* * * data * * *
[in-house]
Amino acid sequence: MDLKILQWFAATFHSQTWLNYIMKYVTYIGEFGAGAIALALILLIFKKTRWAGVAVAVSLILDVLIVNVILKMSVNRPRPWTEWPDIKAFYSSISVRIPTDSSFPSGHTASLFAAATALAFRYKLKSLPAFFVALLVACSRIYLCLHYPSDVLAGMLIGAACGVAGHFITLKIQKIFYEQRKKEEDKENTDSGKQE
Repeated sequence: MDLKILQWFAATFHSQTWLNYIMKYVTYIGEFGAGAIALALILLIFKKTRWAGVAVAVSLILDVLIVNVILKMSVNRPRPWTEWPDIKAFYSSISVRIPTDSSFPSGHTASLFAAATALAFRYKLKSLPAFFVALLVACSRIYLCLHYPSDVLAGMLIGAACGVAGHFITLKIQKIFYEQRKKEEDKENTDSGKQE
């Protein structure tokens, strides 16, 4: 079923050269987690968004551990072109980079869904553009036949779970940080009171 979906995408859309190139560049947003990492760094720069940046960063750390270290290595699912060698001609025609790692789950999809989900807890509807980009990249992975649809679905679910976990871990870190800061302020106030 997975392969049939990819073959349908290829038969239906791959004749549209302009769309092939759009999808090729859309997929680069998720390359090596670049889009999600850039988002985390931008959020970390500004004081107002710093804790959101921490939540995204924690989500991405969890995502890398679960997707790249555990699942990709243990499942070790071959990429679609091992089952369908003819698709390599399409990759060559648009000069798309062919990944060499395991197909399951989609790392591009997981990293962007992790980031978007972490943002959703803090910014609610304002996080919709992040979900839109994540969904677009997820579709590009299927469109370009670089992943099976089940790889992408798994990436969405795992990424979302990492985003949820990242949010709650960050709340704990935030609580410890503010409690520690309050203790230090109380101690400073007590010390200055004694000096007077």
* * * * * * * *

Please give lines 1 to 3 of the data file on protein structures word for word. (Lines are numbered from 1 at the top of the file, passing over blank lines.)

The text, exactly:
[in-house]
Amino acid sequence: MDLKILQWFAATFHSQTWLNYIMKYVTYIGEFGAGAIALALILLIFKKTRWAGVAVAVSLILDVLIVNVILKMSVNRPRPWTEWPDIKAFYSSISVRIPTDSSFPSGHTASLFAAATALAFRYKLKSLPAFFVALLVACSRIYLCLHYPSDVLAGMLIGAACGVAGHFITLKIQKIFYEQRKKEEDKENTDSGKQE
Repeated sequence: MDLKILQWFAATFHSQTWLNYIMKYVTYIGEFGAGAIALALILLIFKKTRWAGVAVAVSLILDVLIVNVILKMSVNRPRPWTEWPDIKAFYSSISVRIPTDSSFPSGHTASLFAAATALAFRYKLKSLPAFFVALLVACSRIYLCLHYPSDVLAGMLIGAACGVAGHFITLKIQKIFYEQRKKEEDKENTDSGKQE